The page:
The next morning we were all paired up with one of the artist to do a workshop with the students at BCC. I was placed with David, Dominc with Erik and Rashid with Tirzo. David’s workshop was a mural with the 1st and 2nd year students. The theme of it was Mother, since it was David’s mother’s birthday and also happened to be my mother’s too. The students had to first sketch for 10 minutes their idea for that theme and then had to leave that sketchbooks behind and start working! Everyone was really into it, but I must say when it started raining and all the paint started dripping down people truly let go and it resulted into an insane mural in my opinion.

Afterwards we ate some great rotti with Annalee and went to visit Russel Watson’s studio, he’s a multimedia artist. He showed us some of his photography, told us about his latest feature movie and how him studying in Jamaica and then eventually in the States impacted his view of things. Afterwards we went to visit the artist Allison Chapman-Andrew’s studio. Her studio was filled with art of herself and other artist’s from the island. She had so much work to look at and her sketchbooks dating back to the 70′s pretty much tells her life story.

That night we had dinner at Mojo’s with visual artist and Fresh Milk board member, Ewan Atkinson and the artist Mark King.

Wednesday November 28th 
In the morning IBB and the Fresh Milk had a conversation about moving forward. How to allow Caribbean artist to sustain themselves with their profession and how to make the Caribbean art scene noticeable to the world, our region gets overlooked too often. Then we looked at the works of Katherine Kennedy and Alberta Whittle. The latter was currently doing a residency at Fresh Milk and told us about a performance art that she was going to do the next night at the “Fresh Milk IX”.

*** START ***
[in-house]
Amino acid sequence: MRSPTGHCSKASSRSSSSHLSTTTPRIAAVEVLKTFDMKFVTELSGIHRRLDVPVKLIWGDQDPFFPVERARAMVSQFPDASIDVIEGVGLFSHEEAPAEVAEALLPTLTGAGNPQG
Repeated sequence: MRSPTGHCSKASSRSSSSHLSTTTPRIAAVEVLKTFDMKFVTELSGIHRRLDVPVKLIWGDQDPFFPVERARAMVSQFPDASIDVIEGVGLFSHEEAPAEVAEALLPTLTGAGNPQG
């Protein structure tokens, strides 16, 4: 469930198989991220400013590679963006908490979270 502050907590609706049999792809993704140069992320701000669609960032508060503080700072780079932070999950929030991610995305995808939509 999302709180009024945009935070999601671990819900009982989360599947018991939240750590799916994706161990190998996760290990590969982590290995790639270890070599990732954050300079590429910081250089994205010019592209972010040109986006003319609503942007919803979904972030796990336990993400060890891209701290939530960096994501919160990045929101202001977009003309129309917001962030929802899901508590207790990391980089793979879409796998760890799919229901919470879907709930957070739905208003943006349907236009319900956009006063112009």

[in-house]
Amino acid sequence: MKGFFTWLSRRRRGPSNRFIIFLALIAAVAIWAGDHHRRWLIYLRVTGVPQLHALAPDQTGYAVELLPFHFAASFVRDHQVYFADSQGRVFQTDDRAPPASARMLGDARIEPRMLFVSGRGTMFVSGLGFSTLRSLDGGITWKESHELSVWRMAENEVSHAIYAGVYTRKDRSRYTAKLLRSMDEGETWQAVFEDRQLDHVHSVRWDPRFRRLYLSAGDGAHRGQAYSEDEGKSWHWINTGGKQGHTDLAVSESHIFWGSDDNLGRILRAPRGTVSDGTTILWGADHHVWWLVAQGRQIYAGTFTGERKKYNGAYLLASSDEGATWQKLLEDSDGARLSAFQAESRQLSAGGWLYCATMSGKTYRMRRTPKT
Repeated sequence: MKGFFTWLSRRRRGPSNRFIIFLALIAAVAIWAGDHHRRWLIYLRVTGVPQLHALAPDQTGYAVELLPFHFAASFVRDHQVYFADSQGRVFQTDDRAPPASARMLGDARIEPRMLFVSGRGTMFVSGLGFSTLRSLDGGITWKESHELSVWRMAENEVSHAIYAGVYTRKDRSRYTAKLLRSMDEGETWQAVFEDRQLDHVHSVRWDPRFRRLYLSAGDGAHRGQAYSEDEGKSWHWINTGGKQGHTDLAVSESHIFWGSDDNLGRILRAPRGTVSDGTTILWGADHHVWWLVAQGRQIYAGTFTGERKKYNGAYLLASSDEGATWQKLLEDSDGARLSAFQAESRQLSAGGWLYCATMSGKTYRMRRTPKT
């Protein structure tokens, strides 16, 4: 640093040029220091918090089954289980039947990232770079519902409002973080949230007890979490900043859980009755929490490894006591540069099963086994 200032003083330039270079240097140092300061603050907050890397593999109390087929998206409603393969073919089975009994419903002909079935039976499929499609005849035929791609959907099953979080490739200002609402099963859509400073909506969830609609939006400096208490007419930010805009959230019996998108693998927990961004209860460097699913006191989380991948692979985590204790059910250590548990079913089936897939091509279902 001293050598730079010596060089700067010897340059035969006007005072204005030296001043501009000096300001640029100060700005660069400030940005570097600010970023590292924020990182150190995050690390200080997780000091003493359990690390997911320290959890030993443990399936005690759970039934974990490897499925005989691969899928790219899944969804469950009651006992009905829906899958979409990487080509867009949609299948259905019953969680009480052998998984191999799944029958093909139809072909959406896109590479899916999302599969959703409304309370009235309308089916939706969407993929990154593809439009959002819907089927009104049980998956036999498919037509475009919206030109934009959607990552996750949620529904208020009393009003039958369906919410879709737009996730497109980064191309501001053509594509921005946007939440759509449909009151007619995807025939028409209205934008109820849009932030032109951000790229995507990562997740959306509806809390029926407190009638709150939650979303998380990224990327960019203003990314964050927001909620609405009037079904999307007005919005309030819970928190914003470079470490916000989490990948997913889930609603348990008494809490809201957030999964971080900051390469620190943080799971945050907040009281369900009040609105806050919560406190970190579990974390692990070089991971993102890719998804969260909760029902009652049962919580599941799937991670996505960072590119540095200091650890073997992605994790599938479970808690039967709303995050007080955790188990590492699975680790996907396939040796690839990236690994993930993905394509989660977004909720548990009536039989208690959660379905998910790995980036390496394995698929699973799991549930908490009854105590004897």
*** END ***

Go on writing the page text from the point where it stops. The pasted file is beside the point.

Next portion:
Our lunch that day was catered by one of the best cooks of the island, Anna Went. The food was delicious.

Last up for that day was a visit to artist Nick Whittle’s studio in St. Philip. His life dedication to art also truly inspired me. He recited us a poem of his called “The Colonial Legacy”, which when he was done only thing we could do was thank him for sharing his mind, for being an artist.

Thursday November 29th
We viewed the works from two former BCC students, Versia Harris and Janelle Griffith who both had some insane short films. Versia’s short films were completely animated with drawings that she made with her clear fascination with Disney cartoons which had an interesting contrast. Janelle’s short films showed her love for the Jewish culture. We also viewed the works from photographer, Mark King. He had an unique way of shooting people, kind of story like.

Then we grabbed lunch at the famous Chefette’s we had heard so much about. An interesting fact about Barbados is that unlike most of the world they don’t have Mac Donalds. There was one, but the locals simply preferred their own fast food chain and I can understand why! They don’t just sell the usual fries and hamburgers, but also rotti,pizza, chicken and a whole lot more.

We headed back to Fresh Milk and then me and Tirzo got picked up by Holly Bynoe to go to the place she was staying. She and Nadia Huggins are busy producing a film on artists from the region, and wanted to interview us all. Holly interviewed and Nadia filmed, they started with Mr. T. I learned a lot about him through watching this interview happen,like I had no clue that he studied fashion! The interview took pretty long so they decided that it would be better for me to get interviewed the next day with Dominic and Rashid, Thank god! I don’t have enough experience art wise to be able to speak that long, I’ve only been doing it seriously now for about a year and a half.

That night there was the Fresh Milk IX event, there was art work every where from emerging Bajan artists. The night started off with Alberta Whittle’s performance art called’Hustle de Money’ , it explored the social construction of identity as defined through race, gender and sexuality. After that IBB had a presentation, David and Tirzo talked a bit about what IBB exactly is and then us, the tree students had to show some of our own recent work and it ended with Erik showing his artworks.

Friday November 30th
In the morning we went to Fresh Milk to finally view Annalee’s artwork, we had viewed and discussed so much art but still hadn’t seen hers. Then we got interviewed by Holly and Nadia. This day happened to also be Barbados’s independence day, they’ve been independent from the United Kingdom since 1966.